In the beginning, Ruh ran the company out of her home, offering IT services as a consultant. TecAccess was certified as an “8a,” small disadvantaged enterprise, a designation that helps businesses access the federal procurement market. Seven years later, it’s a fast-growing, award-winning company that provides speakers on adaptive technology to audiences around the globe. 

To handle its consulting and employment services, TecAccess employs 30 full-time staffers and 30 part-time associates and contractors. Many have disabilities, including brain injury, cerebral palsy and blindness. Some work from group homes and rehabilitation facilities.

Lately, the company has been in the spotlight for teaming up with the state to create the Disabled Veterans Initiative. It provides returning disabled veterans with technology training and the guarantee of a job once they successfully complete training. “This isn’t charity or a pity

party,” says retired Army Lt. Col. Dennis Stone, a former Special Forces Green Beret who runs the program for TecAccess. “These are smart people whose combat skills aren’t readily transferable to civilian life. We give them computer and financial skills to use in the job market.”

Training and employment services represent a new arena for TecAccess. At first, the company’s goal was simply to help government agencies make their technology “accessible.” How can a blind person use a Web site? How can a deaf person be teleconferenced into a meeting? Ruh had a disarmingly simple solution. “Who better to troubleshoot those situations than someone with a disability?”

That’s why she hired disabled workers like Rosemary Musachio. Cerebral palsy has robbed Musachio of the ability to speak or use her hands. Yet, a head pointer enables her to successfully navigate a computer keyboard. She’s been working as an accessibility analyst for TecAccess for 5½ years. “This job has made a tremendous impact on my life,” Musachio types on her keyboard. “I was released from the chains of Social Security, and it has boosted my self-esteem.”

Ruh’s first clients were government agencies, including the U.S. departments of Education and Defense and state agencies in Virginia. Her teams access an agency’s internal software programs, hardware, Web sites and teleconferencing technology and identify which parts aren’t available to them. Then they suggest solutions. Clients say Ruh delivers simple solutions with confidence, demystifying a world that’s frequently hidden to able-bodied workers.

As more agencies became familiar with TecAccess and its unusual work force, they began asking Ruh for help in finding and managing disabled workers for their own staffs. She recognized the growing demand as a new opportunity. Last year Ruh began accepting contracts to train, place and manage employees in technology jobs. Employment services still represent a fraction of the company’s revenues, but Ruh expects it to become the bulk of the company’s work in coming years, particularly in training and placing disabled veterans returning from the war in Iraq.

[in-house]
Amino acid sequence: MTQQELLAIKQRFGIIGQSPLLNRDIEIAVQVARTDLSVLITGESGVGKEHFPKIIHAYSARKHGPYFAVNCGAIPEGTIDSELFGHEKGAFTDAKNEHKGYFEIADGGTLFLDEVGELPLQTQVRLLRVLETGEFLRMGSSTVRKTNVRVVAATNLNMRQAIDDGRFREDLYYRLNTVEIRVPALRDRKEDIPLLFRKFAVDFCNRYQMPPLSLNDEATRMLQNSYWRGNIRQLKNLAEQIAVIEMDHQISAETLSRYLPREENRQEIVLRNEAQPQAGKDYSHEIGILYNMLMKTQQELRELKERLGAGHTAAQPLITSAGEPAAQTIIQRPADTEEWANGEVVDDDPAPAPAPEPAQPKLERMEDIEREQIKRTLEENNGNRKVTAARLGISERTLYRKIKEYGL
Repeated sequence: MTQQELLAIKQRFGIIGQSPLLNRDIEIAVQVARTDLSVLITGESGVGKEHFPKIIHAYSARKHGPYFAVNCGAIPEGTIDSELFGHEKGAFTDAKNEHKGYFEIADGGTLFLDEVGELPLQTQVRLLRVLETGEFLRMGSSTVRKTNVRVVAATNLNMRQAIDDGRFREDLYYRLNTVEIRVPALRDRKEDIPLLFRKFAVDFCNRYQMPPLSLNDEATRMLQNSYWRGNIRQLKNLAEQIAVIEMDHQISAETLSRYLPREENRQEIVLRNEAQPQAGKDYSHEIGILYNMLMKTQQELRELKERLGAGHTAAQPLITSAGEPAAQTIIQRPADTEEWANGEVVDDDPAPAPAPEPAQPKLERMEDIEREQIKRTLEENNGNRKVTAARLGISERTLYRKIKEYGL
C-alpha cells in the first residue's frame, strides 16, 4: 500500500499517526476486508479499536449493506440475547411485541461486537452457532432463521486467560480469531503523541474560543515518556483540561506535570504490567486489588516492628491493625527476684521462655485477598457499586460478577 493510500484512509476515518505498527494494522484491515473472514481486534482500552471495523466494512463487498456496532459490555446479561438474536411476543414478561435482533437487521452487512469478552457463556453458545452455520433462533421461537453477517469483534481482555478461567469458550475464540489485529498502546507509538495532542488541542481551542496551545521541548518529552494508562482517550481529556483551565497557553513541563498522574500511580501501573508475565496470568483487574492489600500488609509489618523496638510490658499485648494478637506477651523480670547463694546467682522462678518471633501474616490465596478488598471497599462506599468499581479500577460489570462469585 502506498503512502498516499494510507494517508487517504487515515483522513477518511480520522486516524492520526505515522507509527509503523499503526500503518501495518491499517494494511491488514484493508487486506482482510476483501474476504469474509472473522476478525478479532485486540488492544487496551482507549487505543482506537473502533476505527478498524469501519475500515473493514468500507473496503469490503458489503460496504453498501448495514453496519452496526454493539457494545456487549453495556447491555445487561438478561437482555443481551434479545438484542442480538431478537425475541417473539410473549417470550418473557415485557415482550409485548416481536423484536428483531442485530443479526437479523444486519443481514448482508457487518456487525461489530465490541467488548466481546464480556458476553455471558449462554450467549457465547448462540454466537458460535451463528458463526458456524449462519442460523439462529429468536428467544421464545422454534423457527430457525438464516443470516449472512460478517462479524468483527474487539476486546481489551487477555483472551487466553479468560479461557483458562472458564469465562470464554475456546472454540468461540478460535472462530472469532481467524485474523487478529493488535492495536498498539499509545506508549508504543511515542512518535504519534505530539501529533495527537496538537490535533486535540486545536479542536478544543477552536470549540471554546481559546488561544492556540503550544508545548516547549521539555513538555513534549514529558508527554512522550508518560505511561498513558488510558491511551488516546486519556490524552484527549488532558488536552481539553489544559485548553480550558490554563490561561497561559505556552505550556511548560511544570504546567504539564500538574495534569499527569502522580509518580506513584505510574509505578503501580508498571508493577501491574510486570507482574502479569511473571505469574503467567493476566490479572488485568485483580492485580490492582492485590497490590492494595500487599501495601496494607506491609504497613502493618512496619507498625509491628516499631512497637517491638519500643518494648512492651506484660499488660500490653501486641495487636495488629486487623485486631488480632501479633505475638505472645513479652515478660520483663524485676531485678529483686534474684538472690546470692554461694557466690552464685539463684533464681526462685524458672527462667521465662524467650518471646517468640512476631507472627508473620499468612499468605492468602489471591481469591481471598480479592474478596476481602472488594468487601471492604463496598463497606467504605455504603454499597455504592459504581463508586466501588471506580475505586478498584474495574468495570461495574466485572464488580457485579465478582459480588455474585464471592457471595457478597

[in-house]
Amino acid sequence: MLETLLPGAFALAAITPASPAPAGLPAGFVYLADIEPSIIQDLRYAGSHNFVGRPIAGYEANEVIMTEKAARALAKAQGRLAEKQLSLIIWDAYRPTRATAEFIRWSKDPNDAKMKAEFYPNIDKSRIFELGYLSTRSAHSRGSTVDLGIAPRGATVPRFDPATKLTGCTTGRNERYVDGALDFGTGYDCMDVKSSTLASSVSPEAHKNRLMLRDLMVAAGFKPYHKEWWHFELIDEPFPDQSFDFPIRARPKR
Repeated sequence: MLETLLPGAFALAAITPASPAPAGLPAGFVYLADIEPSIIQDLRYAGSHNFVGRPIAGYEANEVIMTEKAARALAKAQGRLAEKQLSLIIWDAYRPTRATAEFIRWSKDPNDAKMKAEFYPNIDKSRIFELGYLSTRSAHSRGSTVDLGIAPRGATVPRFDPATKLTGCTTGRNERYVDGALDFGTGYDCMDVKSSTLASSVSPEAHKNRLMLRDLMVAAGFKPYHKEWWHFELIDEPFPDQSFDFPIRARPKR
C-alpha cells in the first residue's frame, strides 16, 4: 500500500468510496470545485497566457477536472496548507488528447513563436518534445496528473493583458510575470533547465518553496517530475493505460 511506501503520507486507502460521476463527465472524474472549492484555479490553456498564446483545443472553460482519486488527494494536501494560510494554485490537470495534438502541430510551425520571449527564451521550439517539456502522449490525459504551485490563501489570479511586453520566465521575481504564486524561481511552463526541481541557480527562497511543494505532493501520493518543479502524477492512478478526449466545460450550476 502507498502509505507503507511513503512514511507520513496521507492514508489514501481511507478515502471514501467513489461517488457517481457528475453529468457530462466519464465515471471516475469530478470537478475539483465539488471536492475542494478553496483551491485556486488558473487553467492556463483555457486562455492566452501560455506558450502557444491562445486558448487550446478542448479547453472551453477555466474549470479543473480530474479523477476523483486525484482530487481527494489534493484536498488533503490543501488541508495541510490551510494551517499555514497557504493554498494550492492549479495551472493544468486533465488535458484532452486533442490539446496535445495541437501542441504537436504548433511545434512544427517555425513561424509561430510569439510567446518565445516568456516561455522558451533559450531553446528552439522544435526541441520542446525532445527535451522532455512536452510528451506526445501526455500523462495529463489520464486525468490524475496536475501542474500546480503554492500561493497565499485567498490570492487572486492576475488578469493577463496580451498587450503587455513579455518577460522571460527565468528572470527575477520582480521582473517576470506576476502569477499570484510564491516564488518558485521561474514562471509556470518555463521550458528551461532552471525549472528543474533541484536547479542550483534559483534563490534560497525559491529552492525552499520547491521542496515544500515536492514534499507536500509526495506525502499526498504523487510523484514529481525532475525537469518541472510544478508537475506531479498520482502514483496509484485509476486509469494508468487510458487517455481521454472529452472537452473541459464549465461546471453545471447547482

“She sees people with disabilities as a competitive advantage,” explains John Kemp, a partner at Powers Pyles Sutter & Verville law firm in Washington. Kemp himself is disabled, born without arms and legs below the elbow and knee. “If you’re too narrow on your applicant pool, you are probably limiting the number of highly qualified people based on unnecessary physical job criteria,” says Kemp. “Widening the pool allows you to find the cream of the crop and that can include disabled people.”

In a nutshell, that’s Ruh’s sales pitch to the business world. “We look at it from a return-on-investment approach, why this is good for the bottom line,” she says. “We want hiring to be about that, not about legality or entitlement.”

The private sector is responding. Although government clients (whose contracts tend to be larger) still provide the bulk of revenues, the company’s client list shifted over the past year to about 60 percent corporate and 40 percent government contracts. Corporations that have hired TecAccess include Canon USA, Circuit City, Wachovia and AOL. 

From 2006 to 2007, the company’s sales shot up by 134 percent, from $1.7 million to nearly $4 million. Ruh owns 70 percent of the company, with the remaining 30 percent owned by several key employees.

Ruh’s daughter, Sara, now 20, works as a hostess at the café at Nordstrom’s in Henrico County. She has a boyfriend and speaks regularly at conferences on disability issues, cracking jokes and riffing on movie trivia. Although she doesn’t officially work at TecAccess, Sara carries a company business card. Her title? “Inspiration.”